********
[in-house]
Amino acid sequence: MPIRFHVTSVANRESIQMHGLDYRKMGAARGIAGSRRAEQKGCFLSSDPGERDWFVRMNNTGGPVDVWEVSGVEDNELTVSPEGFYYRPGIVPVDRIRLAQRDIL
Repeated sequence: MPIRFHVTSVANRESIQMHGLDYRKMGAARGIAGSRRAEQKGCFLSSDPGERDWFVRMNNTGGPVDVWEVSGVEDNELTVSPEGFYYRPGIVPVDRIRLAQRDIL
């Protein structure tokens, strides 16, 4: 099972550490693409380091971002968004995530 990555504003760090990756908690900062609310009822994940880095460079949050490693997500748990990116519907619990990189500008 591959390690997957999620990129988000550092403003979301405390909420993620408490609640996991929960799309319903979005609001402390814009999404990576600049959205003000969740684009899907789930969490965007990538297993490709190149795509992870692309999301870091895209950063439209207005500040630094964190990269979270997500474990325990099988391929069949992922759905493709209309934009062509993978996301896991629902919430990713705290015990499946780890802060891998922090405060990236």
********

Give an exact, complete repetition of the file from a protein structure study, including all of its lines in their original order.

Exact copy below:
[in-house]
Amino acid sequence: MPIRFHVTSVANRESIQMHGLDYRKMGAARGIAGSRRAEQKGCFLSSDPGERDWFVRMNNTGGPVDVWEVSGVEDNELTVSPEGFYYRPGIVPVDRIRLAQRDIL
Repeated sequence: MPIRFHVTSVANRESIQMHGLDYRKMGAARGIAGSRRAEQKGCFLSSDPGERDWFVRMNNTGGPVDVWEVSGVEDNELTVSPEGFYYRPGIVPVDRIRLAQRDIL
């Protein structure tokens, strides 16, 4: 099972550490693409380091971002968004995530 990555504003760090990756908690900062609310009822994940880095460079949050490693997500748990990116519907619990990189500008 591959390690997957999620990129988000550092403003979301405390909420993620408490609640996991929960799309319903979005609001402390814009999404990576600049959205003000969740684009899907789930969490965007990538297993490709190149795509992870692309999301870091895209950063439209207005500040630094964190990269979270997500474990325990099988391929069949992922759905493709209309934009062509993978996301896991629902919430990713705290015990499946780890802060891998922090405060990236």